I’ve written before about the importance of organic cotton and the residual chemical damage traditional cotton leaves behind in our land and our bodies. As many of you know, we planted and raised our own organic cotton here in Alabama last summer, and every Alabama Chanin product is made with 100% organic cotton. We are a sustainable design company, making as much use of everything we have so that we throw away very, very little. Cotton scraps become pulls for tying hair or curtains, smaller pieces are reworked into something larger. In honor of Earth Day this coming Monday, we’ve taken the EPA Pick 5 challenge to go a little deeper and consider some ways cotton can be reworked into our daily routines.
The United States Environmental Protection Agency runs a Pick 5 program asking individuals to choose five ways they can make a difference in their daily lives. The acts are often simple, like turning off the lights when you leave a room or turning off the faucet when brushing your teeth.
Here are 5 ways we can save resources, eliminate chemicals, and reuse existing cotton materials in our lives:
1. Vanilla scented deodorizer: soak a few cotton balls or a small boll of raw cotton in vanilla extract and place on a back shelf in the refrigerator.
2. Pillow stuffing: skip the synthetics and stuff a pillow with raw (organic) cotton.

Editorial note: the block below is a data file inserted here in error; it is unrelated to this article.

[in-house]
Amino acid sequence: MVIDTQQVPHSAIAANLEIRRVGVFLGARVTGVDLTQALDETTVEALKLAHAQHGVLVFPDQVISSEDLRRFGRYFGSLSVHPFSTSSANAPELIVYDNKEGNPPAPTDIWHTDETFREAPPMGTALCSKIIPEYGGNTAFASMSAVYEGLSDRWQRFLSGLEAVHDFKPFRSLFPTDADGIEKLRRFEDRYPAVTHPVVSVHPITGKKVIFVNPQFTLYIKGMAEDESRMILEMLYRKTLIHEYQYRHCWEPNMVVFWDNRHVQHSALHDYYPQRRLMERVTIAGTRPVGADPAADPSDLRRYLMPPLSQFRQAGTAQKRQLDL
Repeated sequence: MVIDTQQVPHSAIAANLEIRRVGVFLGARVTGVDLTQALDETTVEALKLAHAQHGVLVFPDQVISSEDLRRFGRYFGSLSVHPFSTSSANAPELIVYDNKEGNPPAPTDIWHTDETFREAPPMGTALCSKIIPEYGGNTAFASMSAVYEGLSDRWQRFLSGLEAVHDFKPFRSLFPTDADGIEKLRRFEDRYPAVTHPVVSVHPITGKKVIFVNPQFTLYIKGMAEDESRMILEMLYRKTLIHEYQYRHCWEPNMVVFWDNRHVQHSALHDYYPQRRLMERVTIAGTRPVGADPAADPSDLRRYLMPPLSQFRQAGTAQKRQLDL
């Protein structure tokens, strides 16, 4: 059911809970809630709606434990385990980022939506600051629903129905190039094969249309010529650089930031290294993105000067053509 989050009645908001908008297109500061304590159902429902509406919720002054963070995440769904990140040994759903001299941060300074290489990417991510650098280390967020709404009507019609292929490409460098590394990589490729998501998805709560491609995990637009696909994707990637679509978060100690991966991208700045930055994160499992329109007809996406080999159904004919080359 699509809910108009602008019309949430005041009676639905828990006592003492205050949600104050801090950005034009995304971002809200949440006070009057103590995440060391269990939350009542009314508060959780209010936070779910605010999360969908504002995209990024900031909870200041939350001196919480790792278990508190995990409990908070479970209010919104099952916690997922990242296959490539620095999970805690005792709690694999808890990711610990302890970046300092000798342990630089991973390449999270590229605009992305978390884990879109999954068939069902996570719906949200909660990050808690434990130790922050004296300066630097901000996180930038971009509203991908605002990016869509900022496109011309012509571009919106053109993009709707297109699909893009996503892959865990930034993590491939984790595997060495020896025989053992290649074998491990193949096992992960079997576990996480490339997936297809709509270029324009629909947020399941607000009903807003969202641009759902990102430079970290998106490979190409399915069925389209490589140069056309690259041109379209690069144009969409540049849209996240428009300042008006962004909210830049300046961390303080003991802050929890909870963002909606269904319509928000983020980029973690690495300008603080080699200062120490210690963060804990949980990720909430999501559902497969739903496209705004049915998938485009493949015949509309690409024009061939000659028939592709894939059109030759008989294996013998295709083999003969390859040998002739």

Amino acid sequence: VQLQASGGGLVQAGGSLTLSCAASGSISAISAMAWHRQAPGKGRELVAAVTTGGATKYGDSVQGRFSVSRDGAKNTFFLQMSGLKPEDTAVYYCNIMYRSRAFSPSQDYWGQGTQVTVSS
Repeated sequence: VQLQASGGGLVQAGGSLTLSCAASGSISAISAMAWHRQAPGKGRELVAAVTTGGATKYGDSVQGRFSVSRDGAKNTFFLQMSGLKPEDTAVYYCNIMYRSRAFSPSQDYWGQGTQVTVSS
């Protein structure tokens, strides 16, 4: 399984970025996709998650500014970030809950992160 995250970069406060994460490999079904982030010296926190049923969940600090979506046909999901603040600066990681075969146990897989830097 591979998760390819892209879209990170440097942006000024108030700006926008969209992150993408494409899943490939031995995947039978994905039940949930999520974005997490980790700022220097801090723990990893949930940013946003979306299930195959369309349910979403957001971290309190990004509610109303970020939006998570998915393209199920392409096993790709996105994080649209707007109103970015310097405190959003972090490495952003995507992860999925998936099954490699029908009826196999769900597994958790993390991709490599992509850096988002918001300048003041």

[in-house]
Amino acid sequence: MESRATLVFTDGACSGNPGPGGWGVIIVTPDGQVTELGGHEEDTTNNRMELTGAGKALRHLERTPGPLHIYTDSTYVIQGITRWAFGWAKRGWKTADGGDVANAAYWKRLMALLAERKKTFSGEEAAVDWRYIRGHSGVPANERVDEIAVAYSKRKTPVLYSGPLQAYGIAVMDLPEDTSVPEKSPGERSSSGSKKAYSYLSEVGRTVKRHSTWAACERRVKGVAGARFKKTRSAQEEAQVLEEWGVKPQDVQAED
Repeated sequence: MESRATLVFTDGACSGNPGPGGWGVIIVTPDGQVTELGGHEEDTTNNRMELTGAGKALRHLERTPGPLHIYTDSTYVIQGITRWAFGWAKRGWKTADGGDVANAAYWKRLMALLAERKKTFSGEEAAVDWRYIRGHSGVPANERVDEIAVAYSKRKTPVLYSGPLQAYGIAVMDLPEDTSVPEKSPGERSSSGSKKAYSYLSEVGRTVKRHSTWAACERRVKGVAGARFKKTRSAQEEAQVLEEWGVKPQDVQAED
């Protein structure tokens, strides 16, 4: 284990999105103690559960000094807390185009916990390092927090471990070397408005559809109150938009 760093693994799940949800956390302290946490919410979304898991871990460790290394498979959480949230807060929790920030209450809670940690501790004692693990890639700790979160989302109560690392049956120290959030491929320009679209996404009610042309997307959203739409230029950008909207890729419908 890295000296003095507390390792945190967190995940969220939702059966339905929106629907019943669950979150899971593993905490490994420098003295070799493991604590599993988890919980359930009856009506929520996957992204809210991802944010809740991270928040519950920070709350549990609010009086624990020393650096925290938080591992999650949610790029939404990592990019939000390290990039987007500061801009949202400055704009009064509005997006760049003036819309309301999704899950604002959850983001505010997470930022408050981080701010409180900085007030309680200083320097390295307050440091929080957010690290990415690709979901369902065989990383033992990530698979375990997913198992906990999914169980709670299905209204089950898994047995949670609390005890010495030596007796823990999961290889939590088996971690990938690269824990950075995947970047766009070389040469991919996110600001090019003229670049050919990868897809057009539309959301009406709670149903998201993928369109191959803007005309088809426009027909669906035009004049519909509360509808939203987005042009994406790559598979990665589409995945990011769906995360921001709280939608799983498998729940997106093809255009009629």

3. Cotton insulation: a member of the Alabama Chanin staff has a dream to build a tiny house (and in some versions of the dream, live off the grid).
4. Dish towels + napkins: Reuse your old cotton t-shirts by making them into dish towels and napkins (or quilting pieces, pillows, hair bands, and bandanas). Add some embroidery details for a unique touch.
5. Lawn and garden fertilizer: cotton meal is made from the very last bits of the cotton plant. After harvesting, ginning, and processing, the seeds are pressed for oil. What’s left becomes cotton meal, an organic fertilizer with no additives. It is slow-release, won’t burn your plants, and poses no run-off threat.
It may feel like an insignificant effort to turn the faucet off while brushing, or to repurpose old forgotten cotton balls, and our suggestions may not be ideals in sustainable living. But in the same way Maggie collects loose change to buy more candy (as much as I protest her sweets addiction) those little efforts add up to something tangible and substantial. These are small steps in a better direction.